Work quickly to frost the frozen ice cream cake. Divide the whipped cream into 7 portions, then combine two to make one larger portion (so that you have 5 small portions and 1 double portion). Color the small portions with red, orange, yellow, green and blue gel food coloring. Color the double portion with purple.


Remove the completely frozen funfetti ice cream cake from the freezer, and unmold from the springform pan.

Spread the whipped cream on the sides of the cake to create a rainbow pattern—either rainbow patches, or rainbow ombre stripes—starting with red at the bottom and purple at the top edge and on the top of the cake.

You can use the leftover whipped cream to pipe rainbow swirls on top of the cake as well.

Sprinkle some funfetti sprinkles and M&M's on top (in the center). Return the cake to the freezer until you’re ready to serve. 

Who in your life needs this cake? 

People Love Stuff Unicorns Love!

Today, I'd like to discuss a subject near and dear to me: namely, how great I am.

Joking aside, I must say with all honesty that I've been humbled and absolutely delighted by some of the wonderful accolades which have been heaped upon my newest book, Stuff Unicorns Love.

If you're not familiar with my book, allow me to share the cover...

and the Amazon synopsis:

"A whimsical, humorous imagining of what unicorns really think and what they truly love—including recipes for unicorn food, crafts, and the history of these mythical creatures.

Glitter. Sparkles. Rainbows and shimmering manes. Sure, unicorns are magical, and their reputations have taken the world by storm, but how much do we know about what unicorns reallythink? What’s their favorite cookie? What about their favorite color? Would they really drink that pastel milkshake you found on Pinterest?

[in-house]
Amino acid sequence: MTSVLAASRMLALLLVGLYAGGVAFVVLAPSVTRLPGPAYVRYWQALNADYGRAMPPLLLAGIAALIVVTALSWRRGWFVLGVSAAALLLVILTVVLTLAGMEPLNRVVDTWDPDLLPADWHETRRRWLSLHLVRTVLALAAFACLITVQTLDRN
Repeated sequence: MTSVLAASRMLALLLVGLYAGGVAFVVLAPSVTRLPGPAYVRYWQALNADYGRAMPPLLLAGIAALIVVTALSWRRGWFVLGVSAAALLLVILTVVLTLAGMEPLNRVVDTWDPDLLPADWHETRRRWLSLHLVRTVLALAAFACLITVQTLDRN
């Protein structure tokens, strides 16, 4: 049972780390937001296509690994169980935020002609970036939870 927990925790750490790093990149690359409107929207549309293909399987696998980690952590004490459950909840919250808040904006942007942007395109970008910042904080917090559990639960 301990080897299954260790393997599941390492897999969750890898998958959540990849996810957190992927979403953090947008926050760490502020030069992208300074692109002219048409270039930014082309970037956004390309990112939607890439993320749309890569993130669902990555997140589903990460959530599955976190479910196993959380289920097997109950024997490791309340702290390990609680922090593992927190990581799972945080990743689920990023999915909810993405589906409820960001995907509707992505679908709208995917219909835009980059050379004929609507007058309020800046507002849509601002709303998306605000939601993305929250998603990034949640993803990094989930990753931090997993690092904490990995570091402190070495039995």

They sure would!

In Stuff Unicorns Love, you’ll get a guided tour of unicorns’ most treasured things straight from a unicorn’s mouth—from food recipes and crafts to beauty tips and their favorite activities.

Learn the truth about these adorable (and painfully honest) creatures, as well as the facts behind their origins. With illustrations and tons of fascinating unicorn facts throughout, this is a perfect gift for unicorn lovers of all ages."

I know, pretty great, right?

Well, I have to say that this is my absolute favorite book project to date. It's like the content just poured directly from my heart and soul onto the page. In that way, it was probably the easiest project I've ever worked on; I never had to seek out the muse, it was always there. As any writer or artist knows, that is the best kind of flow you can ask for! 

While the book has only been out a month and a half, it's already received some very kind words.

I'd like to share some of the kind reviews and attentions the book has gotten, if you'd care to listen. If you've purchased the book (or even received it), would you consider leaving a review on Amazon? You don't need to have purchased it from Amazon to review it. Any review or bit of attention is hugely helpful to me, and I appreciate it! 

The Flavor Bender: OMG. Dini of The Flavor Bender made the amazing donuts pictured at the top of the post, INSPIRED BY MY BOOK! You must click over to the recipe post, and you must buy HER book, which also recently dropped: Secret-Layer Cakes.

Sweet ReciPeas: Peabody (a longtime blog and IRL friend) says some really nice things about me here, and gives you a great recipe.